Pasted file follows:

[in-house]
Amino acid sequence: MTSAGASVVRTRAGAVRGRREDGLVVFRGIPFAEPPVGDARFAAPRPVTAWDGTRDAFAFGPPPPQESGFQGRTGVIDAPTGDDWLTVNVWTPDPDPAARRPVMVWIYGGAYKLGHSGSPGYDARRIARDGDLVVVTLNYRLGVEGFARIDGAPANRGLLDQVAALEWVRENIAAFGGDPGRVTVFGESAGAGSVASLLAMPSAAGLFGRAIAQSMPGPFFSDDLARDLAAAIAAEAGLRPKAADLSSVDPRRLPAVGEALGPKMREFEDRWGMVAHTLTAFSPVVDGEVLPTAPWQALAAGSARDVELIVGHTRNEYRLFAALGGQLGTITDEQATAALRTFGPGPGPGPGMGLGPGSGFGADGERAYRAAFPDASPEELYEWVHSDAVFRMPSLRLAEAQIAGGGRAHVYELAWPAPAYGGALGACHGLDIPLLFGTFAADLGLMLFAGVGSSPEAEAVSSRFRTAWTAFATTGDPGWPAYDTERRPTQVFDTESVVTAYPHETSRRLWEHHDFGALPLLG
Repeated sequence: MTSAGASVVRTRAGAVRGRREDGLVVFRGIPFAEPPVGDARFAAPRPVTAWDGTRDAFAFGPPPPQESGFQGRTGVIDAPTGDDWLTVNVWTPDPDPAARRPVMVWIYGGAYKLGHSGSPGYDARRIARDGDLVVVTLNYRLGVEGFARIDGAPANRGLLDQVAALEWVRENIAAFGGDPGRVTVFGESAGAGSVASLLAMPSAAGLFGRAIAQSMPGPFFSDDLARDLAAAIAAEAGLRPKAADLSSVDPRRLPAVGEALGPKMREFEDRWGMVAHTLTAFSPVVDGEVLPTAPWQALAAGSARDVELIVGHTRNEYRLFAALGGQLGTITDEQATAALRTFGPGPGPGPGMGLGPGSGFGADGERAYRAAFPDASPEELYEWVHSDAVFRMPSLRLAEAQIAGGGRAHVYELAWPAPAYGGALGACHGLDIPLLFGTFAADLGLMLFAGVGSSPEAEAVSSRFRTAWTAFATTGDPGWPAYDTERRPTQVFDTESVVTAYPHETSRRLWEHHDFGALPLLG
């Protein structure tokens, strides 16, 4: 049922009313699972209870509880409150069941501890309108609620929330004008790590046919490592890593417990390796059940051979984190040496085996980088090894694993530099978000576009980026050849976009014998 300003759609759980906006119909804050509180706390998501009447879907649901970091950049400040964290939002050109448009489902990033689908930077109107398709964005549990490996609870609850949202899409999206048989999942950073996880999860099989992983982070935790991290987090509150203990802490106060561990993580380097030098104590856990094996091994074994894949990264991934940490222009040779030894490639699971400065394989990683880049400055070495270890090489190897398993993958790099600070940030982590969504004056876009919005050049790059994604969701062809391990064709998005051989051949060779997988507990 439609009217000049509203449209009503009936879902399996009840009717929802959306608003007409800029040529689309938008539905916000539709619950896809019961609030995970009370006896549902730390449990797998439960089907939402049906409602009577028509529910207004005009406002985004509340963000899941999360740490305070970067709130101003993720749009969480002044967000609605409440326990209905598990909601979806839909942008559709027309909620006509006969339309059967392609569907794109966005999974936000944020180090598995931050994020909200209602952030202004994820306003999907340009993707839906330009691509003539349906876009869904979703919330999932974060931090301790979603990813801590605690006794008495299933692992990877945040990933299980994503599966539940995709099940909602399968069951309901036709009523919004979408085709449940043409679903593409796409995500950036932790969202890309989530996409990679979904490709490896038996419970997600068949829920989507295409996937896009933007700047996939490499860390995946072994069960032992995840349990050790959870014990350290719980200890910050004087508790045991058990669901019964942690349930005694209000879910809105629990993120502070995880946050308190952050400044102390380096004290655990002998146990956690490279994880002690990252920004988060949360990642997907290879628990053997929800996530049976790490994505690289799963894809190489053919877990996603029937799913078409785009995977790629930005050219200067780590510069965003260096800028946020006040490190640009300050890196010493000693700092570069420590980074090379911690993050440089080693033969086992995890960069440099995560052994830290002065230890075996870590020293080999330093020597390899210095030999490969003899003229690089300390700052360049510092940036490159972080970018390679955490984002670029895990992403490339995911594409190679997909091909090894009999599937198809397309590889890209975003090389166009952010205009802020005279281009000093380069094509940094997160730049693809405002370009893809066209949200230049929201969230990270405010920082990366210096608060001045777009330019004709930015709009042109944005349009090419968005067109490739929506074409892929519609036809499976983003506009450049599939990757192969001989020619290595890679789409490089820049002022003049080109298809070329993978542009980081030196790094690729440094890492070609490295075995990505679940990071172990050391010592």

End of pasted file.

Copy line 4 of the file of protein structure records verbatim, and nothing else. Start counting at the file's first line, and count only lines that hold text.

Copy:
């Protein structure tokens, strides 16, 4: 049922009313699972209870509880409150069941501890309108609620929330004008790590046919490592890593417990390796059940051979984190040496085996980088090894694993530099978000576009980026050849976009014998 300003759609759980906006119909804050509180706390998501009447879907649901970091950049400040964290939002050109448009489902990033689908930077109107398709964005549990490996609870609850949202899409999206048989999942950073996880999860099989992983982070935790991290987090509150203990802490106060561990993580380097030098104590856990094996091994074994894949990264991934940490222009040779030894490639699971400065394989990683880049400055070495270890090489190897398993993958790099600070940030982590969504004056876009919005050049790059994604969701062809391990064709998005051989051949060779997988507990 439609009217000049509203449209009503009936879902399996009840009717929802959306608003007409800029040529689309938008539905916000539709619950896809019961609030995970009370006896549902730390449990797998439960089907939402049906409602009577028509529910207004005009406002985004509340963000899941999360740490305070970067709130101003993720749009969480002044967000609605409440326990209905598990909601979806839909942008559709027309909620006509006969339309059967392609569907794109966005999974936000944020180090598995931050994020909200209602952030202004994820306003999907340009993707839906330009691509003539349906876009869904979703919330999932974060931090301790979603990813801590605690006794008495299933692992990877945040990933299980994503599966539940995709099940909602399968069951309901036709009523919004979408085709449940043409679903593409796409995500950036932790969202890309989530996409990679979904490709490896038996419970997600068949829920989507295409996937896009933007700047996939490499860390995946072994069960032992995840349990050790959870014990350290719980200890910050004087508790045991058990669901019964942690349930005694209000879910809105629990993120502070995880946050308190952050400044102390380096004290655990002998146990956690490279994880002690990252920004988060949360990642997907290879628990053997929800996530049976790490994505690289799963894809190489053919877990996603029937799913078409785009995977790629930005050219200067780590510069965003260096800028946020006040490190640009300050890196010493000693700092570069420590980074090379911690993050440089080693033969086992995890960069440099995560052994830290002065230890075996870590020293080999330093020597390899210095030999490969003899003229690089300390700052360049510092940036490159972080970018390679955490984002670029895990992403490339995911594409190679997909091909090894009999599937198809397309590889890209975003090389166009952010205009802020005279281009000093380069094509940094997160730049693809405002370009893809066209949200230049929201969230990270405010920082990366210096608060001045777009330019004709930015709009042109944005349009090419968005067109490739929506074409892929519609036809499976983003506009450049599939990757192969001989020619290595890679789409490089820049002022003049080109298809070329993978542009980081030196790094690729440094890492070609490295075995990505679940990071172990050391010592």